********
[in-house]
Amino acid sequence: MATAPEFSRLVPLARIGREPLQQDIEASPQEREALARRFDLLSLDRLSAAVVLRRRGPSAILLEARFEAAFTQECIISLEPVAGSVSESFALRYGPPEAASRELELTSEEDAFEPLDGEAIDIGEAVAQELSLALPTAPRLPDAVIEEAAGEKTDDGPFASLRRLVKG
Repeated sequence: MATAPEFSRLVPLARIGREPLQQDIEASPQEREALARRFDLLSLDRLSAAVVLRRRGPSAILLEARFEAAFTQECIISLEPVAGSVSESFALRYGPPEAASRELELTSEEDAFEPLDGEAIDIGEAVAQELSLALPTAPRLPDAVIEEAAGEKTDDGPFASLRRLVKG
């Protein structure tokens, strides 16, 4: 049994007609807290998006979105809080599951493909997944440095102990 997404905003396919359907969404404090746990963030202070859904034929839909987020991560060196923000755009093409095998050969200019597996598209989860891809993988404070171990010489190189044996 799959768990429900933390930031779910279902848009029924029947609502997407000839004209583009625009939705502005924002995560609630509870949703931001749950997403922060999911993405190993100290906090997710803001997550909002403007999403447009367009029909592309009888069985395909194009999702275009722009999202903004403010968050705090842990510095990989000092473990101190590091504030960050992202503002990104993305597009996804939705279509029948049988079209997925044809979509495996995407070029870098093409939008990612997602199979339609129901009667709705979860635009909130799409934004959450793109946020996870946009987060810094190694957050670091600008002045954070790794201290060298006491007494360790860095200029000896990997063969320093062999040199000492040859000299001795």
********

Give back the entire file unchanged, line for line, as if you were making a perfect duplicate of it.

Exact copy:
[in-house]
Amino acid sequence: MATAPEFSRLVPLARIGREPLQQDIEASPQEREALARRFDLLSLDRLSAAVVLRRRGPSAILLEARFEAAFTQECIISLEPVAGSVSESFALRYGPPEAASRELELTSEEDAFEPLDGEAIDIGEAVAQELSLALPTAPRLPDAVIEEAAGEKTDDGPFASLRRLVKG
Repeated sequence: MATAPEFSRLVPLARIGREPLQQDIEASPQEREALARRFDLLSLDRLSAAVVLRRRGPSAILLEARFEAAFTQECIISLEPVAGSVSESFALRYGPPEAASRELELTSEEDAFEPLDGEAIDIGEAVAQELSLALPTAPRLPDAVIEEAAGEKTDDGPFASLRRLVKG
């Protein structure tokens, strides 16, 4: 049994007609807290998006979105809080599951493909997944440095102990 997404905003396919359907969404404090746990963030202070859904034929839909987020991560060196923000755009093409095998050969200019597996598209989860891809993988404070171990010489190189044996 799959768990429900933390930031779910279902848009029924029947609502997407000839004209583009625009939705502005924002995560609630509870949703931001749950997403922060999911993405190993100290906090997710803001997550909002403007999403447009367009029909592309009888069985395909194009999702275009722009999202903004403010968050705090842990510095990989000092473990101190590091504030960050992202503002990104993305597009996804939705279509029948049988079209997925044809979509495996995407070029870098093409939008990612997602199979339609129901009667709705979860635009909130799409934004959450793109946020996870946009987060810094190694957050670091600008002045954070790794201290060298006491007494360790860095200029000896990997063969320093062999040199000492040859000299001795």